In contrast, consciously slowing down allows an audience to absorb your key points.
Perhaps the best way of slowing down is to use the meditative technique of focusing on your breath. This encourages an excitable nervous system to relax, not only allowing you to enjoy the speech more, but also to appear calmer and more confident in demeanour.
If you’ve ever listened to the best public speakers, you’ll notice that they break up their speech using tactical pauses, to great effect. This allows you to consider your next point and vocalise fluently without rushing or stumbling over your words.
Placing increased emphasis on certain parts of your talk also allows for better recall of your core points and overall audience understanding.
6. Inflection and intonation
How you vocalise your speech affects an audience’s digestion of your message. For example, emphasising particular words can convey emotion, whereas the rise and fall of your pitch can engage an audience—or send them to sleep! Therefore, consciously test your tone of voice for the best results.
Humour can be a double-edged sword, cutting through tension when used correctly, or destroying a speech if wielded clumsily. There’s often a degree of anticipatory tension in the room prior to any public speech, so breaking the ice with a little laugh is an excellent technique.
When done right, humour can help to break the ice
But it’s important to tread gently and err on the side of caution, especially if you don’t know an audience or their likely reaction.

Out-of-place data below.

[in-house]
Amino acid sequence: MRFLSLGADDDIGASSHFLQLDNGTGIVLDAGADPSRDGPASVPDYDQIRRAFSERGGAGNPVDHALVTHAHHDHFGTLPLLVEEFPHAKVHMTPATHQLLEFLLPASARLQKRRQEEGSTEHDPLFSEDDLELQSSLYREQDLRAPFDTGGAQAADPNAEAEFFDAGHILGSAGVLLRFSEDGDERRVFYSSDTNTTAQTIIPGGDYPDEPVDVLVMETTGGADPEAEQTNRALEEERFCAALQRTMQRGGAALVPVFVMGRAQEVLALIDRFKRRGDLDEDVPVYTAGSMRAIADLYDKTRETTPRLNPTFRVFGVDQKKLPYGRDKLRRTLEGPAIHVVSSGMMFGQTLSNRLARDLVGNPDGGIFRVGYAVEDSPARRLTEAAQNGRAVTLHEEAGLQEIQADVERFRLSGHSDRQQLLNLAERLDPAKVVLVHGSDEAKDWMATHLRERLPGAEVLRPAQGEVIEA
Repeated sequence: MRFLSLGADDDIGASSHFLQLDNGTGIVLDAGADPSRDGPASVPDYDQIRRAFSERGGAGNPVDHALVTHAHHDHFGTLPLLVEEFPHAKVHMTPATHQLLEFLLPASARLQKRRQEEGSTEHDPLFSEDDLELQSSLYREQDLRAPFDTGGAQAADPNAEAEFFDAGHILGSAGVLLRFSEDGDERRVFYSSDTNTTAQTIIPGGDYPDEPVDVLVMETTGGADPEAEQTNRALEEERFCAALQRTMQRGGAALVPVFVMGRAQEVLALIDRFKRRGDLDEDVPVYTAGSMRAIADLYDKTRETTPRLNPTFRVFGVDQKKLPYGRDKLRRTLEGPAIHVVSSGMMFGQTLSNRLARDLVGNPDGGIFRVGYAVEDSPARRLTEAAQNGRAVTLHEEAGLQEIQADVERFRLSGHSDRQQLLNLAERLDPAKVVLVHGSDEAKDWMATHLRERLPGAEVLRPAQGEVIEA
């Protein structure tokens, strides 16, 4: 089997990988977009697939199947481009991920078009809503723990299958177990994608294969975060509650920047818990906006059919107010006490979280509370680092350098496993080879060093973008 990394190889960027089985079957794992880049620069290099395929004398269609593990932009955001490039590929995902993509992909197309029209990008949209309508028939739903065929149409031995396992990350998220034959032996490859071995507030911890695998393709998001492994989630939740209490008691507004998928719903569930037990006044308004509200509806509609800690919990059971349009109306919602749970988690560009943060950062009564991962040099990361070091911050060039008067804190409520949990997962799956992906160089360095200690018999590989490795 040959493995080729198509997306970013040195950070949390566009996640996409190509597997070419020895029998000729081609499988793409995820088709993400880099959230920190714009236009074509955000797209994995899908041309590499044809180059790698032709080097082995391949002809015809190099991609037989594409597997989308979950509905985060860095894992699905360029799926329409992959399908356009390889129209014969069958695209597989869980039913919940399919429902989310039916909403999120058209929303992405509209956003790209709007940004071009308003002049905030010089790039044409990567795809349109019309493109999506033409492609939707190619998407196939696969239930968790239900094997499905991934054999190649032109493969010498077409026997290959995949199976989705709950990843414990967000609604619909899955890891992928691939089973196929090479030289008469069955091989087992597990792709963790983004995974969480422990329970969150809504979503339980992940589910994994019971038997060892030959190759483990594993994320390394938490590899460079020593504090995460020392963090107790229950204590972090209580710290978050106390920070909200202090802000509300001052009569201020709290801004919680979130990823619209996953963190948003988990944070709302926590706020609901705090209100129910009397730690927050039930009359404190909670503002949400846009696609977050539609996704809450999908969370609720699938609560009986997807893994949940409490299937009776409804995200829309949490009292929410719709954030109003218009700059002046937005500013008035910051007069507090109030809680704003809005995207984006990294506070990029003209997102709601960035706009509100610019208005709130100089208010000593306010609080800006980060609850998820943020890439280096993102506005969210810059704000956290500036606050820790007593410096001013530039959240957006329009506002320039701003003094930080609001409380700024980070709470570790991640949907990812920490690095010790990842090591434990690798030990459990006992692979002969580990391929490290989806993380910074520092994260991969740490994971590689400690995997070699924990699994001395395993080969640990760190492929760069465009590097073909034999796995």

Many venues might supply an induction hearing loop for those wearing hearing aids, but if not, using a PA system is essential for both attendees and your voice!
They say a picture’s worth a thousand words, so using visuals to support the contents of your talk is essential. These aids, commonly in the form of projector images, are also a great way of removing pressure from the talk itself, allowing you to break the narrative and utilise a different sensory experience.
Simple speeches are often the most effective and entertaining. While you may be the foremost expert on the minutia of your subject, your audience will likely just want the highlights, so it’s important not to overload them with information. Try to include a selection of main points, which draws them into seeking out more on the subject themselves.
Practice makes perfect!
Although it might seem like a lot to take on board, picking one or two areas for improvement and incorporating them into your next engagement can work well. Constantly reassess the audience feedback and tweak your approach as necessary.
Even if you don’t nail your first few talks, simply getting more performance exposure will be a huge confidence booster. After all, practice makes perfect!
This piece was originally published by the wellness and online talks platform Mirthy. Reader's Digest have teamed up with Mirthy to provide free access to online events and classes. Sign up today to gain access to over 100 classes every month and claim your first free credits.